The Orleans Parish School Board on Tuesday unanimously appointed Donaldo Batiste, a 40-plus-year educator, including a stint as a district superintendent in Illinois and now a professor at the University of Holy Cross, to its recently vacated District 4 seat representing the West Bank, Bywater and French Quarter. Batiste was the sole applicant for the interim posting.
Batiste has a decades-long background in public schools, including many years in New Orleans. He served as a speech pathologist before becoming an assistant principal and later a principal in the city’s public schools. He also recently served on the facilities renaming committee.
The District 4 seat was vacated by board vice president J.C. Romero last month, as he planned to move out of state to join his family. Romero grew up in the city and often spoke of his experiences as a Spanish-speaking student in the district.
District 4 is the second board posting to be filled by an interim member this year, following the April appointment of Leila Eames in the District 1 seat. Eames was appointed to serve in place of elected member John Brown, who resigned from the board in March. (Eames is now running for a full term on the board in the fall election.)
Batiste began his public school career in Terrebonne Parish, where he grew up, before coming to New Orleans in the late 1970s to work for the school district as a speech pathologist. He went on to work in administrative positions, including assistant principal and principal.
In the 1990s, under the leadership of then-Superintendent Morris Holmes, Batiste said district officials offered him another posting as principal. Batiste said the city had 37 “failing” schools at the time and was asked which one he’d like to lead.
“I said if they’re ranked — and they all were — give me the lowest-performing school,” Batiste told board members. He went on to lead John McDonogh Senior High School between 1996 and 1999. He was named Louisiana high school principal of the year in 1998.
Batiste eventually became the head of curriculum and instruction in the district before moving to Waukegan, Illinois. Batiste served as the deputy superintendent of Waukegan Community School District #60 for two years and in 2006 became superintendent where he served for 10 years before returning to New Orleans in 2016.
Eames praised Batiste’s experience but noted that he worked primarily in traditional, direct-run school systems. In the years since his previous experience in New Orleans, the city’s public schools have transformed into an all charter-based system where, rather than running schools directly, OPSB members serve as charter-school authorizers and the district central office as a regulatory authority.
Batiste said he’d served two years on the nonprofit governing board of International High School, a charter school, and said he would seek to learn what has changed in the system since he’d last worked in it.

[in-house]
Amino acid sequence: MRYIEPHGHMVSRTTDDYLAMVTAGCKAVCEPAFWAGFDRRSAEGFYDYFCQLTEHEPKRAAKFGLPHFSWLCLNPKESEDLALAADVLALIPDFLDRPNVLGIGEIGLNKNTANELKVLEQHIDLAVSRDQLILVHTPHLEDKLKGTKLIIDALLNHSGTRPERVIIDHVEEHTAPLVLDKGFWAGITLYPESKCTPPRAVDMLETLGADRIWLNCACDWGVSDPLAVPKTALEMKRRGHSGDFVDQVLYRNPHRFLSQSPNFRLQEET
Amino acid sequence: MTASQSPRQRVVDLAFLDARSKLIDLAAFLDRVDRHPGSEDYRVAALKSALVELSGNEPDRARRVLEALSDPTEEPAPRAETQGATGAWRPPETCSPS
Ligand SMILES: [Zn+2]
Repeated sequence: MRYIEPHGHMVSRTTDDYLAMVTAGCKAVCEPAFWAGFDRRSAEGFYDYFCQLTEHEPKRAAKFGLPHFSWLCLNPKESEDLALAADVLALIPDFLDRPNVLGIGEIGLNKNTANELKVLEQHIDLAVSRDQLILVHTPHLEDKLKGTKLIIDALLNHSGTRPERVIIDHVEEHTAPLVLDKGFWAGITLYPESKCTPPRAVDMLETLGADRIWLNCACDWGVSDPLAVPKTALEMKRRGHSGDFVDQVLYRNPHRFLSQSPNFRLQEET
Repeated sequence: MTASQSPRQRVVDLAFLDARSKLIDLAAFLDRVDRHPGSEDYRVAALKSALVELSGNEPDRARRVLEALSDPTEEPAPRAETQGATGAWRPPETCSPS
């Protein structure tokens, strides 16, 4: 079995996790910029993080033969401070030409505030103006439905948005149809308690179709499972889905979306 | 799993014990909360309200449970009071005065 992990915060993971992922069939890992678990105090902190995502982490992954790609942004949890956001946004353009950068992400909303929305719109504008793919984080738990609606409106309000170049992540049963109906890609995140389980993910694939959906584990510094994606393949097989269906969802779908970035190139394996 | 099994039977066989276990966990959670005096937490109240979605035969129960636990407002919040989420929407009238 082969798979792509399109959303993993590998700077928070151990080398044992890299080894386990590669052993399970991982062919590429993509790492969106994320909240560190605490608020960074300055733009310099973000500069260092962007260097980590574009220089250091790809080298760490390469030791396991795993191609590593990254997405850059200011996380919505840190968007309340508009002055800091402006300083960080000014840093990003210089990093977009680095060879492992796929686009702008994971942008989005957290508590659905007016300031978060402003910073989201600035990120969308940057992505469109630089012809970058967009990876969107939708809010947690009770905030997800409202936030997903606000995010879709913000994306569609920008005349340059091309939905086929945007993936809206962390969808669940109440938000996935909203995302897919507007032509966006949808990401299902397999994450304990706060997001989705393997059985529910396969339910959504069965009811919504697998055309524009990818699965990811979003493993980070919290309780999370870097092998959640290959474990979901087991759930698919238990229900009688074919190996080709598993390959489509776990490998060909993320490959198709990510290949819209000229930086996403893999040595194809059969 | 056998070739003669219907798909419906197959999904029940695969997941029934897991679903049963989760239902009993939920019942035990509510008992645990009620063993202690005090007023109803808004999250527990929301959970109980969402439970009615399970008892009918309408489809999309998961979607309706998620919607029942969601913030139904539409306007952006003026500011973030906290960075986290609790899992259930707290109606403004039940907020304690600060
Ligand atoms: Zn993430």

“I’m supposed to be on the balcony,” he said.
Asked if he saw any weaknesses in the current structure of the district, Batiste said he thinks there is a lack of centralized oversight for charter schools.
“I find problems that come up in charter schools that didn’t come up in traditional schools,” he said, mentioning recent graduation problems at district charters.
More than half of Einstein Charter Schools’ high school students were ineligible for diplomas this spring due to apparent record-keeping issues. Neither the NOLA Public Schools district nor the students were aware of the problem until after the school’s May 20 graduation ceremony. The situation was strikingly similar to the record-keeping and administrative mistakes at John F. Kennedy High School in 2019. That resulted in about half the class having to repeat courses and exams to be eligible for a diploma.
“The infrastructure is lacking,” Batiste said. “There has to be greater oversight in my opinion.”
He suggested the board should put stronger corrective action plans into board policy and that the district should offer more support to struggling schools.
Asked about the OneApp enrollment system by board member Ethan Ashley, Batiste said he’d heard concerns by parents about having to apply to multiple schools and not getting their top choices.
“I appreciate your response,” Ashley said. “It’s not accurate.”
In additional questions about charter schools, Batiste said he has “nothing against charters, as long as it’s a quality school.”
Batiste also said he wanted to see stronger professional development and teacher training for charter schools, especially in cases where teachers were able to bypass the training required by traditional districts. Charter schools are independent and are able to hire their own staff.
“I come to this board willing to share my head, my heart and my hands,” Batiste said.